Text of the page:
Iraq has been hit by mass protests for a second consecutive Friday.
In Baghdad, thousands took to the streets, angry over a shortage of jobs, corruption and poor basic services, such as water and electricity.
Unlike other Arab nations however, most protesters don’t appear to want to bring down the establishment.
What they do want is a better life.
‘‘We’re not seeking to change the government but want reforms, because we’re sons of Iraq and we are living in Iraq during difficult circumstances. The demonstrations are not aimed at any particular political leader,’‘ one protester said.
Along with Baghdad, there were also big rallies in the north and south of the country. In central Basra, some 700 protesters were forcibly removed by riot police using water cannon after they refused to stop demonstrating.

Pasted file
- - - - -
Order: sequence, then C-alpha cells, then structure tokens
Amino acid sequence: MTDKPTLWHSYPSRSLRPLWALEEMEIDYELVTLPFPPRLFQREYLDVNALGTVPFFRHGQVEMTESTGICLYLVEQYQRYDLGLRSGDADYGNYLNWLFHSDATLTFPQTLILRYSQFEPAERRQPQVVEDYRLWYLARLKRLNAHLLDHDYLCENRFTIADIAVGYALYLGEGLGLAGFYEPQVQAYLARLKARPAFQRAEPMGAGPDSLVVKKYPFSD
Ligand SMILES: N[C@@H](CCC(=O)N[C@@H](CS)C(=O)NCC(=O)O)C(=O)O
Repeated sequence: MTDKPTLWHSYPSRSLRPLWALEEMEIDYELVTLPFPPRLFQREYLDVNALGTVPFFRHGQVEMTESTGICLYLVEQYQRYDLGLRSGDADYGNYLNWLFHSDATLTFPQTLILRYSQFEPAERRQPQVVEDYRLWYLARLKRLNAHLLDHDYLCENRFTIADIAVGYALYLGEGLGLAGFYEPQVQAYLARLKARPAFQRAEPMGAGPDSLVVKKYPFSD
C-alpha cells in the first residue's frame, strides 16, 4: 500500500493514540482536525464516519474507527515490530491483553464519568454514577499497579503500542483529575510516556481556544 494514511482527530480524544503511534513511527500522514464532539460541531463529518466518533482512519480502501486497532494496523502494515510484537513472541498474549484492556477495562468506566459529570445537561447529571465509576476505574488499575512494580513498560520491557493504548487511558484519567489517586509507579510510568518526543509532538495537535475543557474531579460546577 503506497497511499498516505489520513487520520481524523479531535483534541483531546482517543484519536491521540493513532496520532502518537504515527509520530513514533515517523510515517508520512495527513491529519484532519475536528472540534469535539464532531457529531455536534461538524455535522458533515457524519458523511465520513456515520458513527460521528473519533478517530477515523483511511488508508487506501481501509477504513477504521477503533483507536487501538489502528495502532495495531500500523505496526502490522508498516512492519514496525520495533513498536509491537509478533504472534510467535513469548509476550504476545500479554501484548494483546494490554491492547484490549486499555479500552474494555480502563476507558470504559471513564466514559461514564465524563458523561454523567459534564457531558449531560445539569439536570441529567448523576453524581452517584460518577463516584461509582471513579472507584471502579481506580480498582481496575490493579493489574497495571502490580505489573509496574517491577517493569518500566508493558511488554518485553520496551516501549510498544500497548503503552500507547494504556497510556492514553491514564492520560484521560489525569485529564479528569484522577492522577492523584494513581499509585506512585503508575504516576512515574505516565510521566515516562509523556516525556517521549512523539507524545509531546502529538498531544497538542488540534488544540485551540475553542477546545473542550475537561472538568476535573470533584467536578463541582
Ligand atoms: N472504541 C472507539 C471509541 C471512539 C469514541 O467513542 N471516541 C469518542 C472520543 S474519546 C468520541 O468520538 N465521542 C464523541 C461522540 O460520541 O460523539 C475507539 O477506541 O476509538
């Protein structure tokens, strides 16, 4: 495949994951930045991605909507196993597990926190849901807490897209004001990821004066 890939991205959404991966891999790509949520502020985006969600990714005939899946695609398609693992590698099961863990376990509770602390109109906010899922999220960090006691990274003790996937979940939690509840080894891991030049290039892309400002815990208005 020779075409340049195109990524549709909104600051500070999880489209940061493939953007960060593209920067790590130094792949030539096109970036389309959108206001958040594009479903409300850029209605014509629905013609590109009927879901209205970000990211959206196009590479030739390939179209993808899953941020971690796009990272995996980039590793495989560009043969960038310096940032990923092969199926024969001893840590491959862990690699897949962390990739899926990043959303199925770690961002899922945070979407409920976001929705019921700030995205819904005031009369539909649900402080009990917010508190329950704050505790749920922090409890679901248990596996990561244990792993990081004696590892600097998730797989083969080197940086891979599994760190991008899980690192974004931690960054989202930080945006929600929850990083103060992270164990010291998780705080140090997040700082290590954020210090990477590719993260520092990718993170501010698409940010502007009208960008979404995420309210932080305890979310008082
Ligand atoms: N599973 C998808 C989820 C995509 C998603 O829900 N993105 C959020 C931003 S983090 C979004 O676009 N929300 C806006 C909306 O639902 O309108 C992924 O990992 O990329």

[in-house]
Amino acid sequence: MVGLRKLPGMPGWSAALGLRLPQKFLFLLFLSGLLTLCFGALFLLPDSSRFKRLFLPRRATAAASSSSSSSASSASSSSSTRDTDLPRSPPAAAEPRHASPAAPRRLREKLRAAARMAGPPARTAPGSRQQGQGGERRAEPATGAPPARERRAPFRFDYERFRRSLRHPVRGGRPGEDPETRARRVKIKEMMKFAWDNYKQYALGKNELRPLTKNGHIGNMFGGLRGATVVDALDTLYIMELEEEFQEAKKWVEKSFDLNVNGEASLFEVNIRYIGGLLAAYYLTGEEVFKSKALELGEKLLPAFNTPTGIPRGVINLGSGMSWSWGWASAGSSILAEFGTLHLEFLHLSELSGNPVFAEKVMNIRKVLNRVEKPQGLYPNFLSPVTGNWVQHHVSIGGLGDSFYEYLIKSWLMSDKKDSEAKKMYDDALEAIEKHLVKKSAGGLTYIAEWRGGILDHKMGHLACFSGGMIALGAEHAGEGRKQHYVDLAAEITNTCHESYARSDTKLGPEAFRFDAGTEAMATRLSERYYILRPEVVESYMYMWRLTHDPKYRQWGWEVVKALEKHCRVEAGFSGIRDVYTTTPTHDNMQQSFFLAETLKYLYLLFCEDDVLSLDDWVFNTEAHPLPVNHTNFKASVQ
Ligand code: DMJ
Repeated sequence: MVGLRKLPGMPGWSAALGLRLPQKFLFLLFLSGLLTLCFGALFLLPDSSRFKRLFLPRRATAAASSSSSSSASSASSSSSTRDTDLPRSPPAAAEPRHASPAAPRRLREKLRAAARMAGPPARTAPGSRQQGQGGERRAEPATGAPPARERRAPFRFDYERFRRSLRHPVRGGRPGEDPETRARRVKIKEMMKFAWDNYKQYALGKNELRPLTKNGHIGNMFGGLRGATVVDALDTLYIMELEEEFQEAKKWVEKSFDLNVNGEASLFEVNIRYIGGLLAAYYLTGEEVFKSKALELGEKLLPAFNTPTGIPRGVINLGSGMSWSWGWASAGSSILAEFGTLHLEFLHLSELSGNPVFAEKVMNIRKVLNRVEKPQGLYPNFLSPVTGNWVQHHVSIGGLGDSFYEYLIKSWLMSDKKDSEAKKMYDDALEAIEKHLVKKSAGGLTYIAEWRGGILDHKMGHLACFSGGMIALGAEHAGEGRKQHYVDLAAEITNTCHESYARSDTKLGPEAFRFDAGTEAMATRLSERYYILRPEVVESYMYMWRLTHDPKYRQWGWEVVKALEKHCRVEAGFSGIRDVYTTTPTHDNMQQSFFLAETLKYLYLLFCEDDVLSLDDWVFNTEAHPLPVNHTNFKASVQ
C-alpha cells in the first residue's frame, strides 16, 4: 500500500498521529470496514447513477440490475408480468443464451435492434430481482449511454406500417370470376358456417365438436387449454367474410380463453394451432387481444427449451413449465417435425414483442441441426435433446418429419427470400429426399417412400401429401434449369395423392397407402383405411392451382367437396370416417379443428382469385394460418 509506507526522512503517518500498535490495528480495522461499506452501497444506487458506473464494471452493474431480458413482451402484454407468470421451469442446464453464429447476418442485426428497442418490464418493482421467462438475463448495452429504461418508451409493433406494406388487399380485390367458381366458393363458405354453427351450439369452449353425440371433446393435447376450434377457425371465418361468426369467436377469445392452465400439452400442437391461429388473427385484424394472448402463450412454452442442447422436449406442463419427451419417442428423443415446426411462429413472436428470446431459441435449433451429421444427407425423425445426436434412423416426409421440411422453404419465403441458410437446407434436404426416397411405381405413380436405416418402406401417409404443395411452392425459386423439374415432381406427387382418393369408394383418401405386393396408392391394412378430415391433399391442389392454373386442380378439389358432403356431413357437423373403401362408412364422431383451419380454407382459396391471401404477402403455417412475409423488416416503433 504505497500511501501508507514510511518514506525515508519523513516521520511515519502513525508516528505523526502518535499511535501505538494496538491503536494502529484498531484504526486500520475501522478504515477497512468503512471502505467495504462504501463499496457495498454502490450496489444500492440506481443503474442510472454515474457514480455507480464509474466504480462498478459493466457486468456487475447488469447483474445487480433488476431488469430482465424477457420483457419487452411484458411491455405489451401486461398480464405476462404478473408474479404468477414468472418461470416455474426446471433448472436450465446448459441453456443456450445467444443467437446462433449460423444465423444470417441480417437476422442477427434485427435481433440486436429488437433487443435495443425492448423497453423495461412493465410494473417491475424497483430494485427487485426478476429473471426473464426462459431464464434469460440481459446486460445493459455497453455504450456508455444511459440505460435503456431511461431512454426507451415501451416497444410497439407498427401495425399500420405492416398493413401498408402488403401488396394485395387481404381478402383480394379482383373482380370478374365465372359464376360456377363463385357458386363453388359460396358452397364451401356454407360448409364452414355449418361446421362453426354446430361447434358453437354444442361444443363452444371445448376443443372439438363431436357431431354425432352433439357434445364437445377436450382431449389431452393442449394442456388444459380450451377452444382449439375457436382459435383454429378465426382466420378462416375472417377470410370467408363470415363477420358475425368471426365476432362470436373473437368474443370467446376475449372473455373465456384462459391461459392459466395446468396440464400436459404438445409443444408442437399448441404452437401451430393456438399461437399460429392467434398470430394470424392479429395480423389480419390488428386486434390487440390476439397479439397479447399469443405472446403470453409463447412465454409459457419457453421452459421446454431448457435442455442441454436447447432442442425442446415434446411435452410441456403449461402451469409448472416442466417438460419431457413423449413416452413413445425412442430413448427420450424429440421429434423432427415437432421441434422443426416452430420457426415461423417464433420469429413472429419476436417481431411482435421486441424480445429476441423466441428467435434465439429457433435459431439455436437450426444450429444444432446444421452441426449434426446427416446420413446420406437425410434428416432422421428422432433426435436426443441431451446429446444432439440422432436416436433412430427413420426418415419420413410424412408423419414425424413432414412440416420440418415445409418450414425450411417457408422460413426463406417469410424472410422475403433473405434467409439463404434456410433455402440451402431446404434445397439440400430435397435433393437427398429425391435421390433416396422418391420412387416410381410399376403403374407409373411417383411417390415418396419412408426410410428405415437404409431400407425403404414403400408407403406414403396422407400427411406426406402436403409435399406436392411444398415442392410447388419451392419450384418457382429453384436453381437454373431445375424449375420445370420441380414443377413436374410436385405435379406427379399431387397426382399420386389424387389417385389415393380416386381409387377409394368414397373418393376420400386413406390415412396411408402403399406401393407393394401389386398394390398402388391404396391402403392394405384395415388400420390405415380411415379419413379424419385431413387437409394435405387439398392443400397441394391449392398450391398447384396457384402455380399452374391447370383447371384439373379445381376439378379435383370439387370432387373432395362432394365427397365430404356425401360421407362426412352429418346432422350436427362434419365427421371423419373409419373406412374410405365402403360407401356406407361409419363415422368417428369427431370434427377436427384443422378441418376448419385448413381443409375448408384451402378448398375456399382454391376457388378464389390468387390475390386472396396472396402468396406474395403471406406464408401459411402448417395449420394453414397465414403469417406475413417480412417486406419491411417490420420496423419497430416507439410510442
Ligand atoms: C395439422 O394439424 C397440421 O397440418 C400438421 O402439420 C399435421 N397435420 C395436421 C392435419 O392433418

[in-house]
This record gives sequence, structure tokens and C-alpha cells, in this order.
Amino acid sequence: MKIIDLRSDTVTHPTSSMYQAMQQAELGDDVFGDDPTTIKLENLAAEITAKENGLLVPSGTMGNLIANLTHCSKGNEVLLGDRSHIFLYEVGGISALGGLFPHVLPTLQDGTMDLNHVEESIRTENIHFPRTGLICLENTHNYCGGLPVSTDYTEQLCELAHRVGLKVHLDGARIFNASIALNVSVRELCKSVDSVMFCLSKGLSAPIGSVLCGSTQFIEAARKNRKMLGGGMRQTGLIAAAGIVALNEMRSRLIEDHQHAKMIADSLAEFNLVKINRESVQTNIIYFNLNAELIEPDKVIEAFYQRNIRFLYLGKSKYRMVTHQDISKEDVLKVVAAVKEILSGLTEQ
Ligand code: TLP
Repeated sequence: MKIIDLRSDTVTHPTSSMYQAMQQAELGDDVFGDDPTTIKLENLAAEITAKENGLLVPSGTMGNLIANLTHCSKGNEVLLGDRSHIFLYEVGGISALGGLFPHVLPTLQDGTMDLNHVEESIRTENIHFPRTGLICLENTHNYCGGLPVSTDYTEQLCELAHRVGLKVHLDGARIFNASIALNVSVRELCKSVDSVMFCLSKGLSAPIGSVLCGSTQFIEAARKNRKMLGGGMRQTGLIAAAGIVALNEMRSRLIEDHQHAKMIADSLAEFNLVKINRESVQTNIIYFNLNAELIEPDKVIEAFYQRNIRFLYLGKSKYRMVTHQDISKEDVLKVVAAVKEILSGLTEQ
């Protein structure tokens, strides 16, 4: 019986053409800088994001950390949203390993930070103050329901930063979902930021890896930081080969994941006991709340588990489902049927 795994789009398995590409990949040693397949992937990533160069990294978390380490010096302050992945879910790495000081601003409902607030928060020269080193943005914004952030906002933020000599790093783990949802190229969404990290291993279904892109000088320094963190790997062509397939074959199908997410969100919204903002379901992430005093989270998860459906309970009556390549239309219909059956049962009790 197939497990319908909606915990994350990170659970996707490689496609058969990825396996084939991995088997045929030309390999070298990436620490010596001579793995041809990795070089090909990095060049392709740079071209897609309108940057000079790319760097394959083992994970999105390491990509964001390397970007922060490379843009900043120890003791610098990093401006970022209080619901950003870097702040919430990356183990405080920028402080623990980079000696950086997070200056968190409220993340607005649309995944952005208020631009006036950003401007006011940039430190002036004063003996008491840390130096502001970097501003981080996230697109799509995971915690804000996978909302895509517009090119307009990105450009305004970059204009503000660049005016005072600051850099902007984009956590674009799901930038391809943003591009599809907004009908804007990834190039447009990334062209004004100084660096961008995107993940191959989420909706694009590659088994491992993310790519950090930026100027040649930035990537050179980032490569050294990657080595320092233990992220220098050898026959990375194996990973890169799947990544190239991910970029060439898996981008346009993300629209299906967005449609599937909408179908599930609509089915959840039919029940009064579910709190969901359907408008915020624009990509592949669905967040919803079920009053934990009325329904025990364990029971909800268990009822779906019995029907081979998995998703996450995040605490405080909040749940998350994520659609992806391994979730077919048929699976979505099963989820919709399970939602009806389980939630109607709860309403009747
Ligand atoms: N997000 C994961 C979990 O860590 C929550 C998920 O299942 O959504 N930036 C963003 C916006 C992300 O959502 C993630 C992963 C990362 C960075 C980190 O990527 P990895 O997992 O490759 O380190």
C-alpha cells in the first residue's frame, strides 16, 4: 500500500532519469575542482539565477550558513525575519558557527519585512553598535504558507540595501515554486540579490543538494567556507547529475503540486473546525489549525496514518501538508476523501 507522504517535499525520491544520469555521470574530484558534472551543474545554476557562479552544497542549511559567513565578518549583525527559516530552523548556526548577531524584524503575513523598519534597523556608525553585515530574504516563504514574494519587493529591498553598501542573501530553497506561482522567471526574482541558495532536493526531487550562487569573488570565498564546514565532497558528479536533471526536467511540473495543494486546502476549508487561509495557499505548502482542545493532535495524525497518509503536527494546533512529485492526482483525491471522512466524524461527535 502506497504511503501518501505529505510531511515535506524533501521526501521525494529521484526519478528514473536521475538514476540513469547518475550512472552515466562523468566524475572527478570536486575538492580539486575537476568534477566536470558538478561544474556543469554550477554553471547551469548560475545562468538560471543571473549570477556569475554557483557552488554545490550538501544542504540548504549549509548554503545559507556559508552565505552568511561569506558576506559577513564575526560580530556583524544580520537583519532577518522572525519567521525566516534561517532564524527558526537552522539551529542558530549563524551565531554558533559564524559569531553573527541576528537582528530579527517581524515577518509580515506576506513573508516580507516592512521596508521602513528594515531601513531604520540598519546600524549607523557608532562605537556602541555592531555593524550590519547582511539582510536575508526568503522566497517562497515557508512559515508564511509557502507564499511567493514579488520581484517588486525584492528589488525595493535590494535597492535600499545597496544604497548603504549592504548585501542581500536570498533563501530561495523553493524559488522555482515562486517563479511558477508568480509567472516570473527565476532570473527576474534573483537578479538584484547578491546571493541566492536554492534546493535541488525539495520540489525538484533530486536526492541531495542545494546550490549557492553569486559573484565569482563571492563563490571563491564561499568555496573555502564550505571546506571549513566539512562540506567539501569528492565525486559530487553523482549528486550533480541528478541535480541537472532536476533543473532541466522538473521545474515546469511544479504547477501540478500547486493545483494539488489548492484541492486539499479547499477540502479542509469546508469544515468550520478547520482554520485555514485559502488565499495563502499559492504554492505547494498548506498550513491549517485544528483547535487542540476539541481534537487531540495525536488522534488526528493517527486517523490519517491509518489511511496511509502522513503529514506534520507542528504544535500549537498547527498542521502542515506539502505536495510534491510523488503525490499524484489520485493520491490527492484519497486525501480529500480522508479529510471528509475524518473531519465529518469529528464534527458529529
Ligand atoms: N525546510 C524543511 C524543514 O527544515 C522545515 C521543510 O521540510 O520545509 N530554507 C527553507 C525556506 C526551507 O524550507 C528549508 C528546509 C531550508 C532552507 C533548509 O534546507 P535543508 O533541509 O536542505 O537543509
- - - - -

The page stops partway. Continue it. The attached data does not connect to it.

Last week, ten people were killed and scores injured during Friday protests. Many people remain frustrated with Iraq’s sectarian divisions and decentralised political system which concentrates power in the hands of a few.
Earlier, former Iraqi premier Iyad Allawi and Shi’ite cleric Moqtada al-Sadr held talks to discuss the protests. Last week, al-Sadr asked his supporters to give the government six months to try to address their demands.